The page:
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LaPlante v. Massachusetts Dep't of Correction

United States District Court, D. Massachusetts

March 6, 2015


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For Daniel LaPlante, Plaintiff, Pro se, Norfolk, MA.

For Massachusetts Department of Correction, Defendant: Richard C. McFarland, Commonwealth of Massachusetts, Department of Correction, Boston, MA.

For Gary Roden, Defendant: Richard C. McFarland, LEAD ATTORNEY, Commonwealth of Massachusetts, Department of Correction, Boston, MA.

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Daniel LaPlante (" LaPlante" ), a prisoner at the Massachusetts Correctional Institution - Norfolk (" MCI-Norfolk" ), brings this action against the Massachusetts Department of Correction (the " DOC" ) and its superintendent (collectively, the " Defendants" ) under the Religious Land Use and Institutionalized Persons Act (" RLUIPA" ) seeking declaratory and injunctive relief from what he claims are unlawful burdens on the practice of his Wicca faith. The case is now before the Court on cross-motions for summary judgment.

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A. Procedural History

LaPlante filed this action against the DOC and MCI-Norfolk Superintendent Gary Roden (" Roden" ) on March 14, 2013. Compl., ECF No. 1. Roden answered on May 7, 2013, Answer Def. Roden Compl., ECF No. 8, and the DOC did the same on May 21, Answer Def. Mass. Dep't Corr. Compl., ECF No. 14. LaPlante first moved for summary judgment on April 10, 2014, Pl.'s Mot. Summ. J., ECF No. 20, and the DOC filed its own cross-motion for summary judgment and an accompanying memorandum roughly two weeks later on April 29, Defs.' Cross-Mot. Summ. J., ECF No. 24; Mem. Law Supp. Defs.' Cross-Mot. Summ. J. (" Defs.' Mem." ), ECF No. 25. On May 2, 2014, this Court summarily denied LaPlante's motion as insufficient to carry his burden at the summary judgment stage. Elec. Order, ECF No. 26. Subsequently, on May 15, LaPlante filed another motion for summary judgment, which incorporated his arguments in support of this second motion and in opposition to the DOC's cross-motion. Pl.'s Second Mot. Summ. J., & Resp. Defs.' Cross-Mot. Summ. J. (" Pl.'s Mem." ), ECF No. 28.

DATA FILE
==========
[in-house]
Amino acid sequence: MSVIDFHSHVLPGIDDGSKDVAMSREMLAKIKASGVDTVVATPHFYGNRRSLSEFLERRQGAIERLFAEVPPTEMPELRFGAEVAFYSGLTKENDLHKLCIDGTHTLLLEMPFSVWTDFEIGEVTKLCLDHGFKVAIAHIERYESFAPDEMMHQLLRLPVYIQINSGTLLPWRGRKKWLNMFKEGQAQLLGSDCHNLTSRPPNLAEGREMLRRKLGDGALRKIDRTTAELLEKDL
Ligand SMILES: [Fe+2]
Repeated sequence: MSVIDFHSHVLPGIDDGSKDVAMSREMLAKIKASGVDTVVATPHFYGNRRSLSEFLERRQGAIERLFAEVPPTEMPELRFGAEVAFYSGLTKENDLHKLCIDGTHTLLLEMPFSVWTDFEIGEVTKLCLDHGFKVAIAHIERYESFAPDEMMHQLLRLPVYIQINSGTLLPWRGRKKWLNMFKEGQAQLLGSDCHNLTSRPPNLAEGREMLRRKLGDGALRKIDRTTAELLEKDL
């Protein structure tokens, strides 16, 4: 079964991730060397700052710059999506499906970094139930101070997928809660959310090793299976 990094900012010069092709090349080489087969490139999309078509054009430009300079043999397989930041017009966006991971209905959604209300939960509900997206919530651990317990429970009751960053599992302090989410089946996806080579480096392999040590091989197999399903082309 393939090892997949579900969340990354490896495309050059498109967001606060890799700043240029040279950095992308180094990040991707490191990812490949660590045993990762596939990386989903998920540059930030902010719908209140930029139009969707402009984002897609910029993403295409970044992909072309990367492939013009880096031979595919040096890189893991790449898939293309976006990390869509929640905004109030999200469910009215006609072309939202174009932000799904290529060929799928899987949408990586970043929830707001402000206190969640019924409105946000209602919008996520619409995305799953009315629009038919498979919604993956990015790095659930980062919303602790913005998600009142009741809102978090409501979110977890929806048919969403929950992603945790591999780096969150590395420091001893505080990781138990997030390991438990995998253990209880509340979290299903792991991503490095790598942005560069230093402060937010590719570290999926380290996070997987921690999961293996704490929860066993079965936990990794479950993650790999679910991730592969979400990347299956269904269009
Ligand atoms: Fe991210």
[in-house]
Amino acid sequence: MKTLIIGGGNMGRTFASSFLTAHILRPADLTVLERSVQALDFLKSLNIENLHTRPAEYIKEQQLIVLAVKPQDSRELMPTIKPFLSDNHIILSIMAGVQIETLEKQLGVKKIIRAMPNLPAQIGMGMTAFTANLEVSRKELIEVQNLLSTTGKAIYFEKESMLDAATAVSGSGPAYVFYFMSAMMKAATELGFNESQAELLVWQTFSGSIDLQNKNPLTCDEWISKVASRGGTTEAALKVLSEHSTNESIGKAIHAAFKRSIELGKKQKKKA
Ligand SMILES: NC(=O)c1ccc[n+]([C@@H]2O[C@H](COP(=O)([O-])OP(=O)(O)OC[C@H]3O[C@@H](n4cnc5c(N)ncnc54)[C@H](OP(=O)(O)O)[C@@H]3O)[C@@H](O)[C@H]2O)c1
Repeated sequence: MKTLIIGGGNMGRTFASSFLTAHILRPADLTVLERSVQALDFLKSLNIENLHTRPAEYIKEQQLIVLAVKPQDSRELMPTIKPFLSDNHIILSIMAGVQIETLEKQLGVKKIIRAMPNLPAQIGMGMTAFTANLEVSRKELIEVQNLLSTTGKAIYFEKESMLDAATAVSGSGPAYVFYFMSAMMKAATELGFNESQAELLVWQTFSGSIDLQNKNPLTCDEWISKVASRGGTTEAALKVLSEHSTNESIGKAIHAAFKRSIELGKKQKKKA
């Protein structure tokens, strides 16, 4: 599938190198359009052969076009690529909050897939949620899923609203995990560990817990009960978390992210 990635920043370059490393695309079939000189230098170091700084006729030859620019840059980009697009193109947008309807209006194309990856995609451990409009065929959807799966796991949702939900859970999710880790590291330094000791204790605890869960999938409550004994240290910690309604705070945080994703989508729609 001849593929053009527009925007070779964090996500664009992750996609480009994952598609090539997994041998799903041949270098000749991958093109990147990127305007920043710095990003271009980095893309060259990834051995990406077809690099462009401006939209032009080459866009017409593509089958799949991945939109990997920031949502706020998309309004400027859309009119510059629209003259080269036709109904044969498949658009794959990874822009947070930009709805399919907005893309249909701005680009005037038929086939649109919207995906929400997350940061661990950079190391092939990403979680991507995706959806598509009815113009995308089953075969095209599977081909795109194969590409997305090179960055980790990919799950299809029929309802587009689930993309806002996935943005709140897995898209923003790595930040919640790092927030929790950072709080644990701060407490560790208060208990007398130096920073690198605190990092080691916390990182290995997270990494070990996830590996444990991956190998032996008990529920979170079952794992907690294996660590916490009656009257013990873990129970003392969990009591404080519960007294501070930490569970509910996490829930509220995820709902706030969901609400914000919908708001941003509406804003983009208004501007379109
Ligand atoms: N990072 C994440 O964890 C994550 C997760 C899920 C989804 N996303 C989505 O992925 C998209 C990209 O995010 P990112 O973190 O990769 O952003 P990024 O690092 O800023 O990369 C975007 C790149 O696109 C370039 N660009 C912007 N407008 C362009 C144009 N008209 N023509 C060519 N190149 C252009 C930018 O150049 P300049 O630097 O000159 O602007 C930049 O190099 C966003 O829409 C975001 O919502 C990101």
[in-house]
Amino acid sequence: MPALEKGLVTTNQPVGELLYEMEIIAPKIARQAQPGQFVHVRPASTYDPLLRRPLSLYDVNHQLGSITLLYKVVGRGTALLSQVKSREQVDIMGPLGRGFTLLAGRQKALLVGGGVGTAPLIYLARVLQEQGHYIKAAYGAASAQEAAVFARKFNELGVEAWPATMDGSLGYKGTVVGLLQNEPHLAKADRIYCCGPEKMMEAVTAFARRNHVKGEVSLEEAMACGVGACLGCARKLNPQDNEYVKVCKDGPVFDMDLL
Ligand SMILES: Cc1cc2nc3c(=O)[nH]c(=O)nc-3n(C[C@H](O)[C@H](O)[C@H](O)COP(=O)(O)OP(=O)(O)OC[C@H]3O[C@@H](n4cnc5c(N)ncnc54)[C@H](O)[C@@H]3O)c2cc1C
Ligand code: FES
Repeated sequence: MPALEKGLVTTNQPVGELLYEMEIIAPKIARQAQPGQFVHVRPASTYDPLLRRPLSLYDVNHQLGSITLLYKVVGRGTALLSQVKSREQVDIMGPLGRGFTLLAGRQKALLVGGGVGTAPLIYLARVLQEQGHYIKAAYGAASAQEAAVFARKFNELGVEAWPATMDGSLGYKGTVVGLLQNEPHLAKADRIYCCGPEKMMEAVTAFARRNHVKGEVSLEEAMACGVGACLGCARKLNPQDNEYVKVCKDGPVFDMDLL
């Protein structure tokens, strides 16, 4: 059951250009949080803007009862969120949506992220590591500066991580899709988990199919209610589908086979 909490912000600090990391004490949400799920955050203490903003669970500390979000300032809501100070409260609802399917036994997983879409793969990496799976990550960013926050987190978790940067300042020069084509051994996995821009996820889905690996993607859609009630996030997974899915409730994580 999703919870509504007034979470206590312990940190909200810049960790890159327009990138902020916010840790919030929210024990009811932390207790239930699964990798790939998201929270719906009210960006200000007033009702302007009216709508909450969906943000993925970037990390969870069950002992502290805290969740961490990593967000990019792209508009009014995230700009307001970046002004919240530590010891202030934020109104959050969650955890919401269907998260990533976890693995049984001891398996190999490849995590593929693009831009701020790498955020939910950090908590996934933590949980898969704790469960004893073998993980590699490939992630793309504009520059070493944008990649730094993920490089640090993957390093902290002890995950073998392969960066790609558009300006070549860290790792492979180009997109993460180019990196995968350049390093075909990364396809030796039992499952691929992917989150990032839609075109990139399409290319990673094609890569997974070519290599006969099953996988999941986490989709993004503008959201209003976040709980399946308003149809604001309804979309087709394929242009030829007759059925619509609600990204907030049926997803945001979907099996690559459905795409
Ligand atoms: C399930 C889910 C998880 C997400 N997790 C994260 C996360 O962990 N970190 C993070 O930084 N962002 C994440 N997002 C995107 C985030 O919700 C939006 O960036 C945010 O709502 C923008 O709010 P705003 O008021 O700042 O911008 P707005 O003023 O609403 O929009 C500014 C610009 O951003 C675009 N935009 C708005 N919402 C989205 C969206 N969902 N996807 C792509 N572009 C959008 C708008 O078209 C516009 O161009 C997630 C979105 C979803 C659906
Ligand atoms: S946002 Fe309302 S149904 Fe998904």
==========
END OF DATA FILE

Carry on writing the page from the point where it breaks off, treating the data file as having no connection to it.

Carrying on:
B. Factual Background

LaPlante is a sincere adherent of the Wicca faith and is listed as such in the DOC's " Inmate Management System." Compl. ¶ ¶ 7-8. In his complaint, he alleges a number of ways in which the Defendants are burdening the exercise of his faith; for clarity of presentation, the facts associated with each of those alleged burdens will be discussed below alongside the legal analysis of LaPlante's claims. Conversely, the facts that appear directly below speak to LaPlante's Wicca faith and the DOC's practices regarding that faith in a more general sense.

Wicca, a neo-pagan religion focused on nature and magic, has been practiced by inmates at MCI-Norfolk since at least 1985. Id. ¶ ¶ 9-10. To facilitate the practice of Wicca, the DOC claims to provide inmates with access to Tarot cards, an altar cloth, an altar bowl, a magic circle, raven feathers, a brass bell, worry stones, meditation tapes, a chalice, candles, a candleholder, a candlesnuffer, incense, cardboard cutouts, a wand, runes, a cloth bag, several kinds of pendants, prayer oil, a book of shadows, and other reading and listening material. Defs.' Mem., Ex. 2, Aff. Cynthia Sumner (" Sumner Aff." ) ¶ 13, ECF No. 25-2. Wiccans at MCI-Norfolk are allowed to use the Community Services Division (" CSD" ) building for worship; the building also hosts a large number of scheduled activities (religious and otherwise) for up to 250 inmates at a time, supervised by two correction officers. Id. ¶ ¶ 15-17.

These religious accommodations were made in accordance with the Religious Services Handbook (the " Handbook" ), a document created by the DOC with the help of chaplains and prison administrators to align the goal of accommodating inmates' faith with the health, safety, security, and fiscal constraints faced by the prison system. Id. ¶ ¶ 6-7. If an inmate wants a religious accommodation that does not appear explicitly in the Handbook, he may file a formal request and supporting documentation to the superintendent of his prison, who will then forward the information to a designated committee of prison officials. Id. ¶ 10. After reviewing the request, the committee makes a recommendation to the commissioner of the DOC, who then makes a final decision on the accommodation. Id. ¶ 11. Before filing this action, LaPlante attempted to obtain his requested accommodations through this procedure, but his request was denied. Compl. ¶ ¶ 5-6.

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A. Legal Standard

1. Standard of Review